Al Gore may not have invented the Internet, but he sure was right about one thing: Ed Rendell was “America’s mayor.” Who else could have dug Philadelphia out of its massive fiscal problems – ones so bad that we were on the cusp of bankruptcy?
When Rendell became mayor on Jan. 6, 1992, he inherited a $250 million deficit and the lowest credit rating of any major city in the United States. During his tenure, he balanced Philadelphia's budget and generated five consecutive years of budget surpluses while cutting business and wage taxes.
Rendell did the impossible during his first term: he froze the wages of unionized municipal workers, cut their healthcare and benefits, and slashed more than 1,500 city jobs.
Wait, wasn’t Rendell a Democrat?
Yep, he was a Democrat, even though he acted like a Republican’s dream mayor.
Hizzoner conducted “the most stunning turnaround in recent urban history,” the New York Times declared.
That was Mayor Rendell. That’s his legacy as our mayor. It’s an incredible legacy.
It’s a legacy that most elected officials never achieve.
It’s a legacy that should stay intact.
It’s a legacy that must not be amended.
It’s a legacy that only a fool would tamper with.
Pure and simple: Ed Rendell cannot become Philadelphia’s next mayor.
Rendell, who refused to comment for yesterday’s column by Inquirer political writer Thomas Fitzgerald, is allowing speculation that he may run for mayor to go viral without a response.
When you’re out of office and receive this kind of attention, it’s natural to kick back and see where the story takes you.
Of course, some might consider becoming a mayor after serving as a two-term governor as a step backwards.
It certainly wouldn’t be the first time a former governor became a mayor. Heck, there’s even one former governor who became a two-term mayor and now serves as governor again of the most populated state in the county.
But that’s not Ed Rendell’s fate.
There’s also been talk about whether Rendell would want to give up his newly achieved lifestyle as a businessman, political commentator, and man-about-town.
That’s a personal decision he would have to make. At 69, he has the energy of someone half his age. And healthwise, he’s leaner and meaner than he’s ever been. Rendell certainly has the stamina.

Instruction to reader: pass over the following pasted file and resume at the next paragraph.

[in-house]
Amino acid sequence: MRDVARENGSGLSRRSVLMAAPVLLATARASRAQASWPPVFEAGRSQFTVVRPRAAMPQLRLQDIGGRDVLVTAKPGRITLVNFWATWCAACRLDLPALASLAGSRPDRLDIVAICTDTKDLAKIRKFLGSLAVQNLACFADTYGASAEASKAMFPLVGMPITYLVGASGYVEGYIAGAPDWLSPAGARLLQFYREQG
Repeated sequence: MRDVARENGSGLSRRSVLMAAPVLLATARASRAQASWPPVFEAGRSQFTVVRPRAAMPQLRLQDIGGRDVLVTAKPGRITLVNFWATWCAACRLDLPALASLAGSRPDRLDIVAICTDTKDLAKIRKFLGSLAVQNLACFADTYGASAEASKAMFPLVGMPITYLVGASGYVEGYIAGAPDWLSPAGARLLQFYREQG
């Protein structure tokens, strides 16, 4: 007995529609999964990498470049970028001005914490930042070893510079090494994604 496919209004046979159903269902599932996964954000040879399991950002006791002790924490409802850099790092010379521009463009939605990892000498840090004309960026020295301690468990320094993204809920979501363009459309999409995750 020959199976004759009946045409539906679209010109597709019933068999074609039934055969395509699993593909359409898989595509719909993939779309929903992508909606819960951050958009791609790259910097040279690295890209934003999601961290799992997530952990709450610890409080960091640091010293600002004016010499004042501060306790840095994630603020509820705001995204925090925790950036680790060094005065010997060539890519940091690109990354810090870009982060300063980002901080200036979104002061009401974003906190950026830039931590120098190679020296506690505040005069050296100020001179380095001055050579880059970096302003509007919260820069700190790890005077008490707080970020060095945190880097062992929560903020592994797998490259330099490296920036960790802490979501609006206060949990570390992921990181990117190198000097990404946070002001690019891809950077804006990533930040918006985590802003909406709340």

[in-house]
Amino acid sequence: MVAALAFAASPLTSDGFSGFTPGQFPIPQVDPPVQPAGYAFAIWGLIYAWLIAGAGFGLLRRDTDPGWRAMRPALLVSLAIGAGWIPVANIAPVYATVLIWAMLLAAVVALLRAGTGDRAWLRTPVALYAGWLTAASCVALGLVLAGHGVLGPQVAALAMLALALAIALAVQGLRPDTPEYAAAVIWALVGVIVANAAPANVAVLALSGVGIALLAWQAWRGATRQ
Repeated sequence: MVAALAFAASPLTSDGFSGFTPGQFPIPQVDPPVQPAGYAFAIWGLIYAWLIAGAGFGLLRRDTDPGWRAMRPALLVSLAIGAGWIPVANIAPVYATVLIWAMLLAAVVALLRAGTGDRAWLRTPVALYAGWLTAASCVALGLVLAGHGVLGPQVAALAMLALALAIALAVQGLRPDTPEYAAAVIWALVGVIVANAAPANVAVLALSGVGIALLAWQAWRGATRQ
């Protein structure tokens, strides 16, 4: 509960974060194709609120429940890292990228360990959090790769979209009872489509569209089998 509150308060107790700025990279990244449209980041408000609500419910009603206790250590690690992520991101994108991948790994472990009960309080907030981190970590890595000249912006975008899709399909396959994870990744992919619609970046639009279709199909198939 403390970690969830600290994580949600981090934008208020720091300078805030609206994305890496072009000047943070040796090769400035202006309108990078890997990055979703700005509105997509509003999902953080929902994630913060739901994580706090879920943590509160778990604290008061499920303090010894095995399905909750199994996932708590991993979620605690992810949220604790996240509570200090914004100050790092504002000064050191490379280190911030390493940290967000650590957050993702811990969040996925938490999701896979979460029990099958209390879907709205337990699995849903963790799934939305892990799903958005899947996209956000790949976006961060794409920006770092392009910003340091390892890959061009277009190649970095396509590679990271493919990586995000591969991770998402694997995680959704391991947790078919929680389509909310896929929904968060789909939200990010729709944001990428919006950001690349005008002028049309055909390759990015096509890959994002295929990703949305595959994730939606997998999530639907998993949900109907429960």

But for Rendell’s sake, I hope he continues on his new path of freedom.
As our mayor during the 1990s, he took us as far as he could. Ditto for his time as governor, where even pollsters curious on dragging Rendell back to Harrisburg have found empirical evidence that he would defeat incumbent Republican Gov. Tom Corbett in 2014.
Been there, done that, got the statue.
Ed Rendell should sit this one out for one reason alone: Philadelphia needs new blood at the helm.
We need someone who is not afraid to ruin their reputation.
We need someone who will do this full time and doesn’t have a part time gig talking sports, advising banks, or campaigning for an aspiring POTUS.
We need someone who is an outsider, who is not afraid to use a red pen and cut and slash like there’s no tomorrow.
We need our next mayor to be a turnaround artist who doesn’t need to feel the love in order to make the hard decisions that will balance our budget and still give us top notch public safety and high achieving schools.
Instead of raising taxes, buying school buildings and then reselling them, the next mayor has to solve the school crisis by cutting expenses – and that means standing up to the teacher’s union and demanding meaningful concessions – so that the taxpayers (what’s left of us) finally have an advocate.
The next mayor does not need to be a “visionary.” That term is too romanticized anyway. And besides, the visionaries are having their cities go bankrupt.
The next mayor must be a hardcore, faceless administrator who knows how to balance a budget and negotiate with a labor force for concessions. Do the math: Two thirds of the $4 billion municipal budget is public safety, health and benefits. Control the dollars in that area, and you’ve done your job.
So the next mayor must come in with a proven team that can achieve those financial goals. Changing Philadelphia is bigger than Ed Rendell or any one mayoral aspirant.
For that reason, the next mayor must be a businessperson, with a successful track record that can be presented and excruciatingly cross-examined during the 2015 mayoral election season.
After all, we won’t let Philadelphia become the next Detroit, will we?